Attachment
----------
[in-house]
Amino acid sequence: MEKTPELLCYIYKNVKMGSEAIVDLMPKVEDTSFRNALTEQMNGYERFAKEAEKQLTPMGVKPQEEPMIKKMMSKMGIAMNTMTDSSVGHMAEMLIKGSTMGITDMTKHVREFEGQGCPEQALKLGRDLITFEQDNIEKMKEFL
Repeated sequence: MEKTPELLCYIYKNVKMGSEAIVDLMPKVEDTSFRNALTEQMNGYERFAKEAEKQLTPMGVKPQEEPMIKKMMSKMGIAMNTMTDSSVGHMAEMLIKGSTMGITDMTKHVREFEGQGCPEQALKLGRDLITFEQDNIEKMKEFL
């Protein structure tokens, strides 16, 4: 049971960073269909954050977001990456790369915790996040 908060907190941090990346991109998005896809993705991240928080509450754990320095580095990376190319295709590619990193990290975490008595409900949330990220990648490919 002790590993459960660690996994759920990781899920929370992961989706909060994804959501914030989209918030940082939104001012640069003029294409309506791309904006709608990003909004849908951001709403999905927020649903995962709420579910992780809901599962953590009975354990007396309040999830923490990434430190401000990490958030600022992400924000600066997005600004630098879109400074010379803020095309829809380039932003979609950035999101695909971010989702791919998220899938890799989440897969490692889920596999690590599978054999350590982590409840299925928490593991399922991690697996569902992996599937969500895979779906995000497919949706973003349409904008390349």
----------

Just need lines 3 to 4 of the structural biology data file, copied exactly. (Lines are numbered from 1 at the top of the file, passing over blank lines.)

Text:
Repeated sequence: MEKTPELLCYIYKNVKMGSEAIVDLMPKVEDTSFRNALTEQMNGYERFAKEAEKQLTPMGVKPQEEPMIKKMMSKMGIAMNTMTDSSVGHMAEMLIKGSTMGITDMTKHVREFEGQGCPEQALKLGRDLITFEQDNIEKMKEFL
């Protein structure tokens, strides 16, 4: 049971960073269909954050977001990456790369915790996040 908060907190941090990346991109998005896809993705991240928080509450754990320095580095990376190319295709590619990193990290975490008595409900949330990220990648490919 002790590993459960660690996994759920990781899920929370992961989706909060994804959501914030989209918030940082939104001012640069003029294409309506791309904006709608990003909004849908951001709403999905927020649903995962709420579910992780809901599962953590009975354990007396309040999830923490990434430190401000990490958030600022992400924000600066997005600004630098879109400074010379803020095309829809380039932003979609950035999101695909971010989702791919998220899938890799989440897969490692889920596999690590599978054999350590982590409840299925928490593991399922991690697996569902992996599937969500895979779906995000497919949706973003349409904008390349």